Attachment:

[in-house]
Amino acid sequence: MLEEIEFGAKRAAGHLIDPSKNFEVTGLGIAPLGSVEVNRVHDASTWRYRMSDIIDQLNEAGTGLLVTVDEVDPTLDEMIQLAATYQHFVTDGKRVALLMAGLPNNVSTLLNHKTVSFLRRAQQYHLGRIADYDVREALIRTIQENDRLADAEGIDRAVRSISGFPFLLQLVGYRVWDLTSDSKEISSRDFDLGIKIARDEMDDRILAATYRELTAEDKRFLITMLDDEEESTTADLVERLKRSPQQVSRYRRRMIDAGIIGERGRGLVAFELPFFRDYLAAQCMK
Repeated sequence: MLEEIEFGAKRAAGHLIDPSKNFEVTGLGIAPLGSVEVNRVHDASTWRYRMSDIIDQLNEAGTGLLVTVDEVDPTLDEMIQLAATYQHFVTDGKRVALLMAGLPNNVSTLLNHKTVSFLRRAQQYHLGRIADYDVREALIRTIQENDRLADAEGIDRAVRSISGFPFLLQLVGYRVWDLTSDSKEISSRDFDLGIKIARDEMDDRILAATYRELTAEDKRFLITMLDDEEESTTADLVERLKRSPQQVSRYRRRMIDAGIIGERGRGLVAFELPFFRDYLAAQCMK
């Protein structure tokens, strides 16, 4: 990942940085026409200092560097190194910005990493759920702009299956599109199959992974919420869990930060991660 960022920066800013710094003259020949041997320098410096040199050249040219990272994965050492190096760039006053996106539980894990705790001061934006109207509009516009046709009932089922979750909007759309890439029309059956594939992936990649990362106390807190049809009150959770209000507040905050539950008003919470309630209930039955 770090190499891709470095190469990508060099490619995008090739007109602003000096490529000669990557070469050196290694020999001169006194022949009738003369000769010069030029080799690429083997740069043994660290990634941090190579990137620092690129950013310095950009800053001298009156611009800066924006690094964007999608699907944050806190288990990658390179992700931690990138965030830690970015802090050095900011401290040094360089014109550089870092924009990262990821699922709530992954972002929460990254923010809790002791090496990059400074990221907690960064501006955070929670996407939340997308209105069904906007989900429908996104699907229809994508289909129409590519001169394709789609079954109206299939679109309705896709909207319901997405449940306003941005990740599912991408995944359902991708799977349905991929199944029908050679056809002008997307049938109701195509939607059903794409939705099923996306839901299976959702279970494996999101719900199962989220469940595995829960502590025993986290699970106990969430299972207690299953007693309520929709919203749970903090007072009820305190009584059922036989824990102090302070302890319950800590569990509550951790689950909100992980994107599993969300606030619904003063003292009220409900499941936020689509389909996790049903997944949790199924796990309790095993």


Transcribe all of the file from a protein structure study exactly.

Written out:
[in-house]
Amino acid sequence: MLEEIEFGAKRAAGHLIDPSKNFEVTGLGIAPLGSVEVNRVHDASTWRYRMSDIIDQLNEAGTGLLVTVDEVDPTLDEMIQLAATYQHFVTDGKRVALLMAGLPNNVSTLLNHKTVSFLRRAQQYHLGRIADYDVREALIRTIQENDRLADAEGIDRAVRSISGFPFLLQLVGYRVWDLTSDSKEISSRDFDLGIKIARDEMDDRILAATYRELTAEDKRFLITMLDDEEESTTADLVERLKRSPQQVSRYRRRMIDAGIIGERGRGLVAFELPFFRDYLAAQCMK
Repeated sequence: MLEEIEFGAKRAAGHLIDPSKNFEVTGLGIAPLGSVEVNRVHDASTWRYRMSDIIDQLNEAGTGLLVTVDEVDPTLDEMIQLAATYQHFVTDGKRVALLMAGLPNNVSTLLNHKTVSFLRRAQQYHLGRIADYDVREALIRTIQENDRLADAEGIDRAVRSISGFPFLLQLVGYRVWDLTSDSKEISSRDFDLGIKIARDEMDDRILAATYRELTAEDKRFLITMLDDEEESTTADLVERLKRSPQQVSRYRRRMIDAGIIGERGRGLVAFELPFFRDYLAAQCMK
């Protein structure tokens, strides 16, 4: 990942940085026409200092560097190194910005990493759920702009299956599109199959992974919420869990930060991660 960022920066800013710094003259020949041997320098410096040199050249040219990272994965050492190096760039006053996106539980894990705790001061934006109207509009516009046709009932089922979750909007759309890439029309059956594939992936990649990362106390807190049809009150959770209000507040905050539950008003919470309630209930039955 770090190499891709470095190469990508060099490619995008090739007109602003000096490529000669990557070469050196290694020999001169006194022949009738003369000769010069030029080799690429083997740069043994660290990634941090190579990137620092690129950013310095950009800053001298009156611009800066924006690094964007999608699907944050806190288990990658390179992700931690990138965030830690970015802090050095900011401290040094360089014109550089870092924009990262990821699922709530992954972002929460990254923010809790002791090496990059400074990221907690960064501006955070929670996407939340997308209105069904906007989900429908996104699907229809994508289909129409590519001169394709789609079954109206299939679109309705896709909207319901997405449940306003941005990740599912991408995944359902991708799977349905991929199944029908050679056809002008997307049938109701195509939607059903794409939705099923996306839901299976959702279970494996999101719900199962989220469940595995829960502590025993986290699970106990969430299972207690299953007693309520929709919203749970903090007072009820305190009584059922036989824990102090302070302890319950800590569990509550951790689950909100992980994107599993969300606030619904003063003292009220409900499941936020689509389909996790049903997944949790199924796990309790095993």